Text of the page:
Take inventory of your gardening supplies and stock up on missing ones. Perhaps you can take advantage of an off-season sale at the local gardening center. If you purchase some seeds and potting soil now (with a sunny location inside your home or kitchen) you can also start planting indoors!
Water your trees
Winter can dry out plants. Evergreens are especially vulnerable to dehydration because they continue sending nutrients to their needles. Talk to an arborist about wintertime watering. Do so in the middle of the day and only when temperatures are over 4 degrees Celsius. Plants can then absorb the water before it freezes. Provide more water for plants in windy areas. Protect your potted plants from potential frost by placing them on stands, wood wedges/chocks, or clay pot feet.
One way to protect overwintering plants is to cover root areas with mulch. It shields the area underground from cold, drying air, making a plant hardier during winter. Mulch also minimizes the reflection of winter sun, shielding roots from excessive, harmful light.
The added layer also keeps soil frozen and the plant in place. The freeze and thaw cycle alternately contracts and expands the ground, placing plants at risk of displacement. You can also use shredded leaves, straw, bark, pine needles (and surprisingly, snow) for this purpose.
Create a plan for your garden
- Space – Plot how to use your yard and garden areas. Examine how much space you have and how many plants you can realistically grow. Think about how much space one plant needs when it comes to maturity.
Assess light, wind, and soil conditions to determine where plants grow best. Consider the location of large structures that can cast shadows. Test your soil to determine if it’s healthy or needs more nutrients.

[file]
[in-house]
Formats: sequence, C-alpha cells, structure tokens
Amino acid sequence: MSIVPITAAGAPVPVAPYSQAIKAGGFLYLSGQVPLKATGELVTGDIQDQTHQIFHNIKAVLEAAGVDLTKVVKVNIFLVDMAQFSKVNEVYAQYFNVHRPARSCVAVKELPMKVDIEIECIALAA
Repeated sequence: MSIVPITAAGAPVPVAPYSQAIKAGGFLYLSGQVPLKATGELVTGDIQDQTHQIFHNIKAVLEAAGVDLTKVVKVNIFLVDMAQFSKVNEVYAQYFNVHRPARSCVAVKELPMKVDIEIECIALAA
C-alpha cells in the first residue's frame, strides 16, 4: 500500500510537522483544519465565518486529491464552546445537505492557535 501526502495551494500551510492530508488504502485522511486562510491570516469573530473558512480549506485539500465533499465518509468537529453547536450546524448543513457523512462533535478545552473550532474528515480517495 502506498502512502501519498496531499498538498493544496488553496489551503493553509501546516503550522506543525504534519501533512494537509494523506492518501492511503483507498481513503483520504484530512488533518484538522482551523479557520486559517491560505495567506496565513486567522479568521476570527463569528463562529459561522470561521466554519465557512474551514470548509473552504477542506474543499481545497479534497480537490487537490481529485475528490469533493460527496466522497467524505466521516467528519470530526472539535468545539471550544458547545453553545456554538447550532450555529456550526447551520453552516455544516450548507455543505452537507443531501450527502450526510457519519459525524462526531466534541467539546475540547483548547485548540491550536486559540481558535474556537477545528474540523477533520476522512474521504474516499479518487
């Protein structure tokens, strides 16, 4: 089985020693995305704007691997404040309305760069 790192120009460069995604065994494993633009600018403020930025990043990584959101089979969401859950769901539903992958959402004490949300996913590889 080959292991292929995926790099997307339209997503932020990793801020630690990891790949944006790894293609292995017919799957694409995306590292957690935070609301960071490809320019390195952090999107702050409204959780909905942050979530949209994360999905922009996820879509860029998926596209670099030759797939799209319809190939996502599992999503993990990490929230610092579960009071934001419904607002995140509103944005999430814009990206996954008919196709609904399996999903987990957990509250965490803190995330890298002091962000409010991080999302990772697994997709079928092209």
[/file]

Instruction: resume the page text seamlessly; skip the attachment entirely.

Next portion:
Map out your irrigation system. Examine lighting fixtures to help identify the best ways to show off your plants come spring.
- Timing – Time is a crucial element when planting your garden. Identify the type of plants you want and determine the amount of time they need to mature. (Some summer plants, for example, take a long time to grow and can be planted after the May 2-4).
To save money, check your leftover stock of seeds before making a purchase. If you find any packets you want to plant, conduct a germination test to see if those seeds are still viable.. Seed catalogs offer detailed descriptions to help you identify which varieties are suitable to the planting zone where you live.
Organize both “old” and newly-ordered packets. Mark each with a planting date and note the intended location for the seeds.
Clean your shed
When the weather warms, clean your garage or storage area to prevent diseases from spreading to your new generation of plants and eliminate pests. Sweep out (or vacuum) any plant or soil debris on the floor, racks, and benches. Wipe both sides of glass panes and scrape out any dirt in the windowsill.
Sanitize with detergent or a disinfectant (e.g. hydrogen peroxide or bleach). Safely sterilize pots, planters, and seed trays. When you’re done, be sure to let the building or structure dry by keeping doors and windows open for ventilation.
Start planting in the warmth of your home
It may be too early to dig up a frozen yard, but there’s no stopping you from planting indoors. Household items (like paper cups, ice cube trays, and egg cartons) are great for germinating seeks. Do this for the last few weeks of winter. This method is ideal for plant varieties that have trouble growing when planted straight into a garden.
You can also start with hardy, early season plants. Be sure to expose them to adequate and consistent sources of light until they are ready to be transplanted into the garden.
Don’t let the winter keep you from your love of gardening. Caring for your yard is a yearlong commitment. Make preparations now so you have a thriving, colourful scene when summer finally arrives.